- Self organization and team empowerment are a highly favored concept for Agile teams. Whenever you encounter this term in an answer choice, you may like to seriously consider the choice as the correct answer.
Tips 5 – Be ware of “Escalation” and even “Discussion with Management”
- Following on the tips about “self organization”, since Agile highly favors resolving problems and making decisions by the team, ‘escalation’ is considered not recommended except in extreme cases.
- When the following phrases appear in an answer choice, the choice is not likely the correct answer:
- discuss with senior management
- recommend to the senior management
- ask management to participate
- to be approved by the management
Tips 6 – Scrum, XP and Lean
- Though there are many different Agile methodologies in practice nowadays, the PMI-ACP® exam mainly focuses on the following three methodologies:
- Scrum – roles, principles, daily standup, sprint review, sprint retrospective
- XP – roles, principles, practices (e.g. refactoring, pair programming, customer review)
- Lean – principles (e.g. eliminating wastes), practices
Tips 7 – Colocation and Osmotic Communication
- Team members working on the same project are highly recommended to be co-located within the same room to reap the benefits of osmotic communication (i.e. picking up information through over-hearing discussions of other members without actively participating)
- This is a frequently asked topic on the PMI-ACP® exam accounting for several questions. Whenever you see the words “osmotic”, “communication” and “colocation”, the answer choice is likely to be correct.
Tips 8 – Beware PMP
- Since the PMI-ACP® exam is administrated by the PMI which carries also the popular PMP certification, many PMP would also apply to take the PMI-ACP® exam. The PMI-ACP® would try to test candidates on whether they understand the differences between traditional and Agile project management.
- When you read the following words / phrases, pay special attention as the answer choices may not be correct:
- change management
- create a plan / amend a plan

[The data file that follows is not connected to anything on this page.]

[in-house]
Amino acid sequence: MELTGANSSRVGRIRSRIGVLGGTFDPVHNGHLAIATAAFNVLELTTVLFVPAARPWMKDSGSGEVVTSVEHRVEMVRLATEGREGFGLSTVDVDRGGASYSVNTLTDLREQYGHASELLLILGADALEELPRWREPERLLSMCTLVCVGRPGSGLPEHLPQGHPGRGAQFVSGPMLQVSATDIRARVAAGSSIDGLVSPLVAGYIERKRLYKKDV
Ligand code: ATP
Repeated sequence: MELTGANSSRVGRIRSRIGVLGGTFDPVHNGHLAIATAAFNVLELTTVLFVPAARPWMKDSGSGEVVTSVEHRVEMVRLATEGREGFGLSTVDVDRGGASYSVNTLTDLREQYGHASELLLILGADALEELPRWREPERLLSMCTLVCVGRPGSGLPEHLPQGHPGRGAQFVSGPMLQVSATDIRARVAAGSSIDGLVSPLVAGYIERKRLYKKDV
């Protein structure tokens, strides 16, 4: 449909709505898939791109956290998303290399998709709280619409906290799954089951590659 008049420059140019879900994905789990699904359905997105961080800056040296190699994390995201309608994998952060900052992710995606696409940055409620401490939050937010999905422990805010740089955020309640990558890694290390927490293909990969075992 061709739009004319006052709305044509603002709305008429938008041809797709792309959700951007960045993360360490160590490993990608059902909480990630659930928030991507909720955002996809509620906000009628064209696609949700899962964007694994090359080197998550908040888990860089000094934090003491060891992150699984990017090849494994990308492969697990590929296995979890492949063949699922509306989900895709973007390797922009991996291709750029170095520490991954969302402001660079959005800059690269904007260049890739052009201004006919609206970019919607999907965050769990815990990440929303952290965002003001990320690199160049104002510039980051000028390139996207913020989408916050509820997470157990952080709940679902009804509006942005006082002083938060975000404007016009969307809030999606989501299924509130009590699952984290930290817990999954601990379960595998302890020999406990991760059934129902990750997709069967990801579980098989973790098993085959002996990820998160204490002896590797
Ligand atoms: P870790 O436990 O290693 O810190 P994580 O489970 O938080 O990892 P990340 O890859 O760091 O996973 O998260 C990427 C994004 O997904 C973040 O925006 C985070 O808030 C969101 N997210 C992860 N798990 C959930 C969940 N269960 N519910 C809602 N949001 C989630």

- assign tasks
- scope creep
- report and documentation
- Monte Carlo, regression analysis, etc.
Tips 9 – Understand the role of a project leader (e.g. Scrum Master, XP Coach)
- A project leader should function more like a facilitator and work to ensure the Agile principles and practices are followed.
- Whenever the project leader find some team members disrupting, it is best advised to wait for the team to collaborate to resolve the issue within the team first rather than talking directly to those problematic team members.
- Often, the questions would present a “problem” situation and ask you what is the best next course of action to carry out by the project leader. The answer usually favors resolving within the team with a participatory decision model.
Tips 10 – Don’t spend too much time on “Alien” questions
- Among the 120 questions on the PMI-ACP® exam, 20 of which are termed as “pre-test” questions included for experimental purposes only. The pre-test questions have not yet passed the quality validation required and therefore these questions would sound strange or even difficult to you.
- Whenever you encounter a question that is “alien” (i.e. which you have not even remember seeing on any of your PMI-ACP® exam prep materials) to you, don’t spend too much time on it. There is a high chance that the question is one of the “pre-test” questions which will not affect your final score.
Further Reading: How to be well prepared for the PMI-ACP® Exam